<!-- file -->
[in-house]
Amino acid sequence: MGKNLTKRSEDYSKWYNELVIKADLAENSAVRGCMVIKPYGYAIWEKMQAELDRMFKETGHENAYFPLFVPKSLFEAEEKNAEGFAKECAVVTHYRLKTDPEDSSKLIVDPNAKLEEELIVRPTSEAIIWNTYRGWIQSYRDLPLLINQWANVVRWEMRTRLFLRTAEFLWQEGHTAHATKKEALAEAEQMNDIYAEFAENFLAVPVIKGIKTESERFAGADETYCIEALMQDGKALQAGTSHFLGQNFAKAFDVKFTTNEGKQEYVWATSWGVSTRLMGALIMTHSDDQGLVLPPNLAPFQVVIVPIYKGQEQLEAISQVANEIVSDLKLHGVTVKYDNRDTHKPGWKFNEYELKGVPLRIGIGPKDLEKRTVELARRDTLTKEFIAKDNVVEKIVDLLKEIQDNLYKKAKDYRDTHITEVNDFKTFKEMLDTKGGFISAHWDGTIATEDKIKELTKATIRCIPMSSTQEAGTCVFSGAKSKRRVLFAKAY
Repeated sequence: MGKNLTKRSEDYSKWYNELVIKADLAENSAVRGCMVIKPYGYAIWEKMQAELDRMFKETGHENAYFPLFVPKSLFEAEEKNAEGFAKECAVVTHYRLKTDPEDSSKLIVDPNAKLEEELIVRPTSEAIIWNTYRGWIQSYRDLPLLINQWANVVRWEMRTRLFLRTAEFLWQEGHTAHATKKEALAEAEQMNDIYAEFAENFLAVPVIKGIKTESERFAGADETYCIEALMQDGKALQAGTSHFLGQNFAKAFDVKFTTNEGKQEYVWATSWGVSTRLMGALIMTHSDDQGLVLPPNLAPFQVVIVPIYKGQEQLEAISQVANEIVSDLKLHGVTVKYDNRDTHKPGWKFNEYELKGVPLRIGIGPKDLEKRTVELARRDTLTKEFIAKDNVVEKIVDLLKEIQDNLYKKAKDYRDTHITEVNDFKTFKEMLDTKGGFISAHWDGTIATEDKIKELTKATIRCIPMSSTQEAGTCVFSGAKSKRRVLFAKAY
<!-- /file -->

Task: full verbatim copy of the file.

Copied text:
[in-house]
Amino acid sequence: MGKNLTKRSEDYSKWYNELVIKADLAENSAVRGCMVIKPYGYAIWEKMQAELDRMFKETGHENAYFPLFVPKSLFEAEEKNAEGFAKECAVVTHYRLKTDPEDSSKLIVDPNAKLEEELIVRPTSEAIIWNTYRGWIQSYRDLPLLINQWANVVRWEMRTRLFLRTAEFLWQEGHTAHATKKEALAEAEQMNDIYAEFAENFLAVPVIKGIKTESERFAGADETYCIEALMQDGKALQAGTSHFLGQNFAKAFDVKFTTNEGKQEYVWATSWGVSTRLMGALIMTHSDDQGLVLPPNLAPFQVVIVPIYKGQEQLEAISQVANEIVSDLKLHGVTVKYDNRDTHKPGWKFNEYELKGVPLRIGIGPKDLEKRTVELARRDTLTKEFIAKDNVVEKIVDLLKEIQDNLYKKAKDYRDTHITEVNDFKTFKEMLDTKGGFISAHWDGTIATEDKIKELTKATIRCIPMSSTQEAGTCVFSGAKSKRRVLFAKAY
Repeated sequence: MGKNLTKRSEDYSKWYNELVIKADLAENSAVRGCMVIKPYGYAIWEKMQAELDRMFKETGHENAYFPLFVPKSLFEAEEKNAEGFAKECAVVTHYRLKTDPEDSSKLIVDPNAKLEEELIVRPTSEAIIWNTYRGWIQSYRDLPLLINQWANVVRWEMRTRLFLRTAEFLWQEGHTAHATKKEALAEAEQMNDIYAEFAENFLAVPVIKGIKTESERFAGADETYCIEALMQDGKALQAGTSHFLGQNFAKAFDVKFTTNEGKQEYVWATSWGVSTRLMGALIMTHSDDQGLVLPPNLAPFQVVIVPIYKGQEQLEAISQVANEIVSDLKLHGVTVKYDNRDTHKPGWKFNEYELKGVPLRIGIGPKDLEKRTVELARRDTLTKEFIAKDNVVEKIVDLLKEIQDNLYKKAKDYRDTHITEVNDFKTFKEMLDTKGGFISAHWDGTIATEDKIKELTKATIRCIPMSSTQEAGTCVFSGAKSKRRVLFAKAY